It Is All Relative…. Let Us Dig In…

In June 2017, we looked at the money supply of 5 of the world’s largest currencies – US Dollars, Euros, Yen, British Pounds, and Chinese Yuan in their respective regions (USA, Eurozone, Japan, UK, and China). At the time, the total collective value of these currencies in their regions (expressed in dollar terms) was roughly $60 trillion. Bitcoin’s value on the other hand, was less than $50 billion, or less than 1/1000th of the value of the money in these major markets.

Now, less than 3 years later, the collect value ($ terms) of these same 5 currencies has eclipsed $75 trillion in the same 5 regions. The “currency pie” is getting bigger. Bitcoin’s market value is now ~$155 billion. While the 3-fold increase in Bitcoin’s market value might seem unsustainable at first glance, let us look at its “currency market share” aka “slice of the currency pie” again which quickly debunks this argument. ~$155B in Bitcoin today still only represents 0.2% (2/1000ths) of market share against “the big 5 currencies”… ($150B / $75T) in their regions. If we expand the market size to include the money supplies of these currencies outside their boarders as well, the total is closer to ~$90T alluding to the market share of Bitcoin being even less significant. The moral of the story? If governments around the world continue to print more money and increase the size of the “currency pie” while Bitcoin’s supply remains finite in quantity (21 Million coins in all), BTC can increase in value by many orders of magnitude in dollar terms and still not make up meaningful currency market share. Look at the charts of Jun’2017 vs Jun’2020 below.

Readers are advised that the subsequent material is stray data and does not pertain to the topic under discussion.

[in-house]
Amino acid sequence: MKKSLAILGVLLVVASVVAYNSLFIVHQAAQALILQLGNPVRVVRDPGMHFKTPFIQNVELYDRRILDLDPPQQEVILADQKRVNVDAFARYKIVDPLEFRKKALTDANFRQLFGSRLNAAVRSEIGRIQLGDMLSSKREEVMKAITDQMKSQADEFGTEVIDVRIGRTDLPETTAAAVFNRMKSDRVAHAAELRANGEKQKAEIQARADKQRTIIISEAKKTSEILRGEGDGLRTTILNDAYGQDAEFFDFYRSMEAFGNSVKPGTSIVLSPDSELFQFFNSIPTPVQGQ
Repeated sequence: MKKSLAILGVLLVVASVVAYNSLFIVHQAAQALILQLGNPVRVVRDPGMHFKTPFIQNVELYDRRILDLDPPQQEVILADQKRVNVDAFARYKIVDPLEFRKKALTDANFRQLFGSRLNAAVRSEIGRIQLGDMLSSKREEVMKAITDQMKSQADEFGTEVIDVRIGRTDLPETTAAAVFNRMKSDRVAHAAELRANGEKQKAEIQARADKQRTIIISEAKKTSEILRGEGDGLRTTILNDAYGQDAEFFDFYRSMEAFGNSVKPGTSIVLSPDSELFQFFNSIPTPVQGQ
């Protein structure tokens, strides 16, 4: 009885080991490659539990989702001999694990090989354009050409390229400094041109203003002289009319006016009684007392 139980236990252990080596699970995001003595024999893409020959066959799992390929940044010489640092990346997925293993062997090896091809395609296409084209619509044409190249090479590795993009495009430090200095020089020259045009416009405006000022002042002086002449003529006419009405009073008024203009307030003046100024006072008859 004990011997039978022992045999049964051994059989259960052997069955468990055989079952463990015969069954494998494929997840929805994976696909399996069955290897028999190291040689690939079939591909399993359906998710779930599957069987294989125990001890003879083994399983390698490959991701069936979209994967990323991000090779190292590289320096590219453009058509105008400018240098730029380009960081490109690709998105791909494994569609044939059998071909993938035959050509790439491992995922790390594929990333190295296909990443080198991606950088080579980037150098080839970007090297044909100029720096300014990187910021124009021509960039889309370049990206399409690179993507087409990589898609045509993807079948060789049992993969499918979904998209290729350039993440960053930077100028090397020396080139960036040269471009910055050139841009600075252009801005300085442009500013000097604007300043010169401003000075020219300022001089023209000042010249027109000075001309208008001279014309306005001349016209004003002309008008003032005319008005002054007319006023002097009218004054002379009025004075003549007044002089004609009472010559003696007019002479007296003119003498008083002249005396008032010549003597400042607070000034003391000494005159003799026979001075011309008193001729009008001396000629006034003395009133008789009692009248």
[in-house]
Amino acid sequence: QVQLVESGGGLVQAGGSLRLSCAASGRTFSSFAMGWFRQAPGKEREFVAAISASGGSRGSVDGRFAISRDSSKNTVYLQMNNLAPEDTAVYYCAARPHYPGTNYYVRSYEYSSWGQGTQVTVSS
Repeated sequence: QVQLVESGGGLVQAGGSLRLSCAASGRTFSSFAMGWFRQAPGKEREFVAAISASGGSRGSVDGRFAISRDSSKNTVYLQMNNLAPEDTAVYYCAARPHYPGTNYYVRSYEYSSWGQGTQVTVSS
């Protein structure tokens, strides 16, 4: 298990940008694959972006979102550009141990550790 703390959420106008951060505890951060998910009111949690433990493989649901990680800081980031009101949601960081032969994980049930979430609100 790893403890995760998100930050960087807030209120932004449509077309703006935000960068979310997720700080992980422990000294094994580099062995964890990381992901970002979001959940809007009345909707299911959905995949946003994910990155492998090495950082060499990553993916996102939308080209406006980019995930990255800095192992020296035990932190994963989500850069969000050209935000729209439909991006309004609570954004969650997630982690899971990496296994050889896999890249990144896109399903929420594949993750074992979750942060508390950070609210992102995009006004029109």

Conclusion

We feel this “currency pie growth” trend will continue and provides a strong argument for some exposure to the world’s leading cryptocurrencies – namely Bitcoin, Ether, and possibly a few others.

Governments around the world are running out of tools to address rapidly expanding debt levels. If history is any guide, continued debt monetization is the path out of our debt problems as it does not look like the European Union, United States, Japan, China, etc. have the capacity to repay these debts barring an expansion of their respective money supplies.

We believe, that in addition to diversifying your portfolio across stocks, bonds, and commodities spanning the globe, a small exposure to cryptocurrencies (possibly 1-2% of financial assets) and gold (possibly 3-7% of assets) to mitigate currency weakness may be warranted despite the significant risks.